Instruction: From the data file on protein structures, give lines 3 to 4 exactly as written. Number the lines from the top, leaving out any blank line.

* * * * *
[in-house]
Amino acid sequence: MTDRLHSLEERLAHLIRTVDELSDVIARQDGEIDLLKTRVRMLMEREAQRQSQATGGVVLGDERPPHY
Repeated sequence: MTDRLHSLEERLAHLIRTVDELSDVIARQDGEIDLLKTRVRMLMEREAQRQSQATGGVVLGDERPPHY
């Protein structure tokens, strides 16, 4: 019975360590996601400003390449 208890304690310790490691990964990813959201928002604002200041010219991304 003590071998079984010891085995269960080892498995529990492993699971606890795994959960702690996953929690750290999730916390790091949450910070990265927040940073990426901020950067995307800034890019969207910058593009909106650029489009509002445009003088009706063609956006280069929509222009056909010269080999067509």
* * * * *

Repeated sequence: MTDRLHSLEERLAHLIRTVDELSDVIARQDGEIDLLKTRVRMLMEREAQRQSQATGGVVLGDERPPHY
């Protein structure tokens, strides 16, 4: 019975360590996601400003390449 208890304690310790490691990964990813959201928002604002200041010219991304 003590071998079984010891085995269960080892498995529990492993699971606890795994959960702690996953929690750290999730916390790091949450910070990265927040940073990426901020950067995307800034890019969207910058593009909106650029489009509002445009003088009706063609956006280069929509222009056909010269080999067509």